Teachers with comorbidities – who have been working from home for months – will have no reason to continue doing so when schools reopen late next month, as almost everyone in the education sector is expected to have been vaccinated by then.
Pupils will not only return to classrooms next month, but will resume a traditional five-day school week, with those in primary school no longer attending on alternate days.
These were among the announcements made by Basic Education Minister Angie Motshekga yesterday. She added that teachers and other workers in the sector (volunteers, food handlers, administrative employees, staff of teachers’ unions, caretakers, groundspeople, contracted security and cleaning staff, as well as school transport drivers) would receive Covid-19 vaccinations over two weeks, starting from Wednesday.
The vaccination roll-out will end on July 9, just a day before schools close for their winter break.
Motshekga said the plan was to have 582 564 people in the sector vaccinated over the 14-day period.
With the vaccination expected to lower the risk of fatal complications in those infected with the virus, Motshekga said: “After this round of vaccinations, we’ll expect everybody to come back. [Even if] you have comorbidities, we expect you to come back to work because you’ll have been given an opportunity to protect yourself.
“In instances where people don’t want to be vaccinated, but they have comorbidities, we’d have to engage with the unions about them. I think this is something we can resolve with the unions,” she said.
Motshekga continued to express the sector’s appreciation of the vaccination programme, saying the department had requested weeks ago that teachers and support staff in basic education receive the jabs as a matter of urgency.
“The request was made in the context of the learning losses already suffered since March 2020 as a direct result of Covid-19. The truth is that recovery isn’t possible in the short term,” she said.
“Our researchers have done a lot of work trying to quantify the extent of the teaching and learning losses in the sector. The question is: What do we do now?”
Motshekga welcomed the news that 300 000 doses of the Johnson & Johnson vaccine had been secured for the education sector and had arrived in the country on Thursday, adding that the vaccines were undergoing tests before being distributed to provinces tomorrow and on Tuesday, just before the two-week vaccination period for teachers and other workers in schools began.
A further 280 000 doses were expected to arrive early next week.
Motshekga said schools would remain open throughout the two-week vaccination period.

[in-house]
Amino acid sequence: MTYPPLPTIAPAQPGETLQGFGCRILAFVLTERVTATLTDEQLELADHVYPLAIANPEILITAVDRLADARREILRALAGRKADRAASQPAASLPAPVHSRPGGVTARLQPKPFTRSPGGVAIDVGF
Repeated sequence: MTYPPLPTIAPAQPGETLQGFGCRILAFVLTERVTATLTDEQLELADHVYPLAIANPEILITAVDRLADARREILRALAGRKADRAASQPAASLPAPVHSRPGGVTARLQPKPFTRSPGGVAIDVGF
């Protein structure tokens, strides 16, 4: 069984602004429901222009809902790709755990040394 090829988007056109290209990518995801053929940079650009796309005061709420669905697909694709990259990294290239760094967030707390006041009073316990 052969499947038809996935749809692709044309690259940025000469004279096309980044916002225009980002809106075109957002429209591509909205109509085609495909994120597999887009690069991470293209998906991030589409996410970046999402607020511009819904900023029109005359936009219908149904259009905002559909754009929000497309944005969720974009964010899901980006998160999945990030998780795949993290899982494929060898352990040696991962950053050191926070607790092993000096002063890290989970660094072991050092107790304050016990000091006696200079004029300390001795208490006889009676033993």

“Any disruptions would be undesirable. The vaccination of everybody in the sector is an opportunity to normalise schooling and begin the process of mitigating the impact of Covid-19,” she said.
These announcements came just a week after EFF leader Julius Malema asked for the immediate closure of schools in the wake of steadily increasing daily Covid-19 infections in at least four provinces.
On Wednesday, Malema said his party was giving the department seven days to close schools, or the EFF would close them themselves.
In response to this, Motshekga said she was taking her cue from the ministerial advisory committee, the Covid-19 national command council and Cabinet, adding that schools could only be closed on the authority of the highest level of government.
“If there are any disruptions, it won’t be my matter, [but] the police’s. Disruptions are an illegal act,” she said.
“If parents say children must go to school and teachers say they’ll be there, then I’m happy. If the principals say they feel that they can continue, then I’m happy. That’s where I take my cue from.”
The minister added that there was no need for the “wholesale closure of schools” every time there was a rise in infections.
“At all times, we follow the advice of public health experts, who’re supporting us in the management of the impact of Covid-19. We believe that schools must remain open and, in saying so, we’re not insensitive to the concerns raised about the rising infections,” she said.
“The position is that we continue to handle Covid-19 cases according to the differentiated strategy, on a province-by-province and school-by-school basis. While there are disruptions in the sector, the majority of our schools remain fairly stable. Our social partners and key stakeholders expressed the same view in our engagement.
“There have to be scientific reasons for all decisions that are made.”